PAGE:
"I added it to my routine (Cetaphil wash, The Ordinary Glycolic Acid Toner, and Corsx Snail serum, on a weekly basis). This is the third week and I have noticed a huge diminishing in my uneven skin tone and acne scarring. I look younger and my skin glows after. It doesn’t burn like stronger peels and my skin only slightly reddens after." —Alexandra Snyder
Staying hydrated is one key if you're wondering how to get rid of bags under your eyes. When the body is dehydrated, it responds by retaining as much water as it can, thus causing puffiness and under-eye bags. One way to avoid the bags altogether is by staying hydrated. To ensure you're properly hydrated, stick to the 8 by 8 rule: Drink eight ounces of water eight times a day. That adds up to a half gallon, which is the recommended amount of water to consume daily.
When all else fails, help cover your under-eye bags with makeup! Stock your makeup bag with a flesh-toned concealer so that you can quickly dab over any unwanted under-eye bags. Try the L’Oréal Paris True Match™ Super-Blendable Multi-Use Concealer, and for a natural-looking finish, gently apply concealer with the L’Oréal Paris Infallible Blend Artist Concealer Blender.
Limit blue light exposure at night. Recent studies reveal that blue light emitted by electronic devices damages your skin perhaps even more so than UV. It also disrupts your sleep cycle–all in all, I notice that staring into my laptop late at night spells disaster for my eye area the next morning. Activate warm-light display on your laptop and phone after sundown. Close your electronics as early as possible at night and read a book instead, if you need to wind down!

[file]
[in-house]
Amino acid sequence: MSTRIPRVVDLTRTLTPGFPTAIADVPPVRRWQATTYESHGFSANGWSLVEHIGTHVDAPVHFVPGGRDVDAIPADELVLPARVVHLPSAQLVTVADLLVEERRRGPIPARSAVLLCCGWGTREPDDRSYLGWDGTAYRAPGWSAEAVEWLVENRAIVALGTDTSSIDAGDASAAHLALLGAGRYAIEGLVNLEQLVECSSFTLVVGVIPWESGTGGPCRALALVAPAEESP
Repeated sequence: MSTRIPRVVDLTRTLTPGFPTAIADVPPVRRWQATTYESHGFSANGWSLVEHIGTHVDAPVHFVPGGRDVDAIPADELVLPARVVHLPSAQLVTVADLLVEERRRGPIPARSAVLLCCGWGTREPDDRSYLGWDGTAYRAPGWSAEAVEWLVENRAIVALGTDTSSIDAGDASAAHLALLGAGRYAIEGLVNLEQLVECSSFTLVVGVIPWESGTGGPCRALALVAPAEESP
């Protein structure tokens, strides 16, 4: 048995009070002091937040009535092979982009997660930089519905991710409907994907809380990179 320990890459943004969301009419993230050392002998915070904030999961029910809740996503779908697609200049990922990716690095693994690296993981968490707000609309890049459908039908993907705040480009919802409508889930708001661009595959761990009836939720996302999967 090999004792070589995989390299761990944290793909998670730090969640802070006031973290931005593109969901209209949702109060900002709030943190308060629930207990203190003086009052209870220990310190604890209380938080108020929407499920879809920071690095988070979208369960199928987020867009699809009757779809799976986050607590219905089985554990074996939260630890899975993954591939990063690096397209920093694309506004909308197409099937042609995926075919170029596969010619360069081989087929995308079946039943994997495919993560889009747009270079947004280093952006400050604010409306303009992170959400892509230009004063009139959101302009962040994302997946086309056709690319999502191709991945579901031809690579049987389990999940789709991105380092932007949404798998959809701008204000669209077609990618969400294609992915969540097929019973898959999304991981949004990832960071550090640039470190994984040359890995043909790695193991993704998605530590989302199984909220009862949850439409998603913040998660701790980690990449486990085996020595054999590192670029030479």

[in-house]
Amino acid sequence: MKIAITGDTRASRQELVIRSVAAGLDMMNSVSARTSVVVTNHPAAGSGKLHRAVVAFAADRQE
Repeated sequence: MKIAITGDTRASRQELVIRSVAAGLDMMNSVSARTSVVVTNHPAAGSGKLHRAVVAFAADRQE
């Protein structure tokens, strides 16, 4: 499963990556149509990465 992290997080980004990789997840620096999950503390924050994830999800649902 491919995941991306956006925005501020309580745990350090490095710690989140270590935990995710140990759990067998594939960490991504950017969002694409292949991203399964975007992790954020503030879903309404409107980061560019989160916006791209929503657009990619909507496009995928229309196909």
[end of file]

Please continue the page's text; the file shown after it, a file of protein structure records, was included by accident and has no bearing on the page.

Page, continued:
Disclaimer: While we work to ensure that product information is correct, on occasion manufacturers may alter their ingredient lists. Actual product packaging and materials may contain more and/or different information than that shown on our Web site. We recommend that you do not solely rely on the information presented and that you always read labels, warnings, and directions before using or consuming a product. For additional information about a product, please contact the manufacturer. Content on this site is for reference purposes and is not intended to substitute for advice given by a physician, pharmacist, or other licensed health-care professional. You should not use this information as self-diagnosis or for treating a health problem or disease. Contact your health-care provider immediately if you suspect that you have a medical problem. Information and statements regarding dietary supplements have not been evaluated by the Food and Drug Administration and are not intended to diagnose, treat, cure, or prevent any disease or health condition. Amazon.com assumes no liability for inaccuracies or misstatements about products.
There are different kinds of retinoids, and they vary in strength. As cosmetic chemist Kevin Gallagher explained, this strength comes with a trade-off: the stronger the retinoid, the faster it works — and the harsher it is on skin. The strongest retinoids are only available with a prescription. But that’s not to say over-the-counter formulations are ineffective. A three-month, double-blind, randomized study of 34 women showed there was no significant difference in efficacy between an over-the-counter 1.1 percent retinol cream and 0.025 percent prescription tretinoin. In short: Retinoids work.
• Our editors work to inform you of and introduce you to the best products each month, and while Allure is the beauty expert, we understand that everyone's beauty routine is different. Some products may be a better fit to some more than others, but that's part of the fun and part of the service our editors provide: helping you learn about new products. We encourage you to share your samples with your friends, and hopefully next month's box will include products you will enjoy! There are some great forums online for sample exchanging, and we hope you reach out to other subscribers to swap for something you'll love.